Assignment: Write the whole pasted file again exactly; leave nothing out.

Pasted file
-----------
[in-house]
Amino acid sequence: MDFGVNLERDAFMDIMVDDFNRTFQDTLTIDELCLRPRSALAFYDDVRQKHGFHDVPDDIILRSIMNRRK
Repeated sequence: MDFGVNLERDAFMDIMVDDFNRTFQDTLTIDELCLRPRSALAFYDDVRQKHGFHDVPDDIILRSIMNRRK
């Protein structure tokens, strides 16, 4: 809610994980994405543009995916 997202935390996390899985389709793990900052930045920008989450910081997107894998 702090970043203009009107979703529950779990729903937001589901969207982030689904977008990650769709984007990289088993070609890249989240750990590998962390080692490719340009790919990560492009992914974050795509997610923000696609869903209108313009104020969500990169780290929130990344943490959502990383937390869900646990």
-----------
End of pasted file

[in-house]
Amino acid sequence: MDFGVNLERDAFMDIMVDDFNRTFQDTLTIDELCLRPRSALAFYDDVRQKHGFHDVPDDIILRSIMNRRK
Repeated sequence: MDFGVNLERDAFMDIMVDDFNRTFQDTLTIDELCLRPRSALAFYDDVRQKHGFHDVPDDIILRSIMNRRK
């Protein structure tokens, strides 16, 4: 809610994980994405543009995916 997202935390996390899985389709793990900052930045920008989450910081997107894998 702090970043203009009107979703529950779990729903937001589901969207982030689904977008990650769709984007990289088993070609890249989240750990590998962390080692490719340009790919990560492009992914974050795509997610923000696609869903209108313009104020969500990169780290929130990344943490959502990383937390869900646990």